Louisiana: Speed Camera Company Looks for Litter Louts

The Newspaper
by The Newspaper

Speed camera vendor American Traffic Solutions (ATS) next month will use its automated ticketing expertise to run a litter camera program for Baton Rouge, Louisiana. Under first-of-its-kind initiative, city workers will drive around photographing neighborhoods with special cameras hooked into a Global Positioning System (GPS) satellite tracking device. The workers will be looking to capture homes that might have litter, weeds or trash on their lawn so that a hefty fine can be imposed.

“The mayor’s office has put together a new enforcement program with a tough new ordinance and the high-tech services of American Traffic Solutions, the company under contract to operate the city-parish’s red-light monitoring system,” the mayor’s office said in a statement. “ATS already uses video from cameras posted at key intersections to generate violation notices for the owners of vehicles that illegally run red lights.”

Fifteen “code enforcement specialists” this week began training on the program in which they will drive around looking to issue tickets to homeowners. The code specialists are paid at least $12.49 an hour and must have a valid driver’s license, a GED and some experience working in construction to be hired. ATS will download the images that these specialists generate and then use an automated computer system to generate warning letters, tickets and hearing notices similar to those used in the traffic camera program.

When “construction materials, litter, refuse, rubbish, appliances, junk vehicles, limbs, trees or other discarded materials or debris” are photographed at a home, a letter will be sent to the last address of record for the property owner. The situation must be remedied within fifteen days to escape the ticket. The penalty imposed by the program is the same as a red light camera citation — $117 plus “court costs” of $50. If the owner is on vacation or the address on file is incorrect, Baton Rouge will hold a “litter court” administrative hearing where a municipal employee will find that it is “more probable than not” that the missing property owner is guilty. Residents will also be ticketed for putting out garbage cans before 4pm or failing to retrieve them before 6am.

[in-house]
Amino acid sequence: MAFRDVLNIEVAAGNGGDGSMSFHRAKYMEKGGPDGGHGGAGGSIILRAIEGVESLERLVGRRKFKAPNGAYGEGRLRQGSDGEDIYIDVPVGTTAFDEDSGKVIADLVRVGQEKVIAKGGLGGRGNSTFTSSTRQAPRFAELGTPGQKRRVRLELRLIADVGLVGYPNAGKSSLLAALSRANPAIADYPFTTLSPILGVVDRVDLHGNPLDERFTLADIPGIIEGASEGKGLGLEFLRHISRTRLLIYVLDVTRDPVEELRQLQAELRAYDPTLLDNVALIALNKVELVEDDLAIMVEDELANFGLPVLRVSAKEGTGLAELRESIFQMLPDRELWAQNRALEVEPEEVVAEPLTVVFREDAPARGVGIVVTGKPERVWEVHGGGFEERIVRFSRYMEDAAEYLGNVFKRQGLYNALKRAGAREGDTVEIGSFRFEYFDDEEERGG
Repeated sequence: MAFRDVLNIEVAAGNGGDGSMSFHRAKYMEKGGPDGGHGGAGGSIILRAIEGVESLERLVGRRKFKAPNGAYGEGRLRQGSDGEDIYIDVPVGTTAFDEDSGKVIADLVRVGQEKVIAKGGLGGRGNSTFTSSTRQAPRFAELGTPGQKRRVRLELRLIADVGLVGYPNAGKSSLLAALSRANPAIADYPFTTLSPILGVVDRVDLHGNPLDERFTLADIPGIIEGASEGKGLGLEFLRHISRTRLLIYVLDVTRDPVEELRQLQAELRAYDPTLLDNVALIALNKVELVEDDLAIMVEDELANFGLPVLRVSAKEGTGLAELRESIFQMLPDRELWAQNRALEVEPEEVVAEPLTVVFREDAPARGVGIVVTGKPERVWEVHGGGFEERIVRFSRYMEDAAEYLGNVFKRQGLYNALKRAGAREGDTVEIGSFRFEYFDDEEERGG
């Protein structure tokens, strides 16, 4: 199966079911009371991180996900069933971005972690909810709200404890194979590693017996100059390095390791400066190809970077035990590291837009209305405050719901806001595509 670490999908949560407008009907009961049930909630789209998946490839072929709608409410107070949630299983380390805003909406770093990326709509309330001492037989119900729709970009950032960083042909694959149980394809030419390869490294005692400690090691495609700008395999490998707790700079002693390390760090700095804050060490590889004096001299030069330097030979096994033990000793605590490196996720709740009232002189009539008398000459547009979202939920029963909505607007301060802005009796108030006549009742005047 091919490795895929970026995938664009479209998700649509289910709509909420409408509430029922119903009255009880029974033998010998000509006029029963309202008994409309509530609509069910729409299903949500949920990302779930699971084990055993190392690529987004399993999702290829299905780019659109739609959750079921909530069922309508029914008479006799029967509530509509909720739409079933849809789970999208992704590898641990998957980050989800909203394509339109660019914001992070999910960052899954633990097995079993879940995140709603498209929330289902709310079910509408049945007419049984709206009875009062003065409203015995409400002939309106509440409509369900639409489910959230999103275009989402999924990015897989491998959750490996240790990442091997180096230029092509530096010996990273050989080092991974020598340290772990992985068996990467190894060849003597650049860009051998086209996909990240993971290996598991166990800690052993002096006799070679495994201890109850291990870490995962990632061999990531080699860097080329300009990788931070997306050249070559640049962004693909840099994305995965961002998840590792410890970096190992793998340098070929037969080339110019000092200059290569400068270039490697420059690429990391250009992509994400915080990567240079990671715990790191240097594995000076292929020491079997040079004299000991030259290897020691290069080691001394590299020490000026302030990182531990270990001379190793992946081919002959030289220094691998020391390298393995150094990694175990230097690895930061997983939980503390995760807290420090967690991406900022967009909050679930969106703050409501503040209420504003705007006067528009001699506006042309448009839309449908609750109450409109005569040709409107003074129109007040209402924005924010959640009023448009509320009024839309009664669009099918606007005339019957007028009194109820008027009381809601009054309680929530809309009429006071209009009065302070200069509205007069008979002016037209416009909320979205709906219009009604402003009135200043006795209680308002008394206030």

The ticket vans start rolling on August 1 and the litter court hearings open September 17.

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  • BuzzDog BuzzDog on Jul 23, 2009

    I actually grew up in Baton Rouge. One reason I'll never move back is because there were so many asinine rules and laws to force people to do what they should do...things that people in the Midwest and Plains states take for granted. I've always thought it had something to do with the codified legal system, which is unique to that state. One example occured about a year ago when I visiting my family; I used a pedestrian crosswalk in a mall parking lot. A car was about 100 feet from the crosswalk when I started to cross, causing driver speed through and then screamed at me from her open window for getting in the way. A mall cop was nearby and admonished the driver for failing to yield, which caused the driver to scream that she didn't need to yield because there was no sign telling her to do so at the crossing. So don't assume that "yield to pedestrians" is a universally known rule of the road. Members of my family who still live there (including my mother) tell me that the city continues to deal with growing pains, due to the large number of people who moved there from New Orleans after Hurricane Katrina. So I'd expect that many of the "nanny state" laws that are common to Louisiana will multiply in the coming years.

  • Don1967 Don1967 on Jul 24, 2009

    Residential bylaws were created to promote harmony among citizens, not to tell people how to live. To have a camera-toting Big Brother conducting random invasions of privacy, in the absence of any complaints by neighbours, is a horrendous abuse of power.

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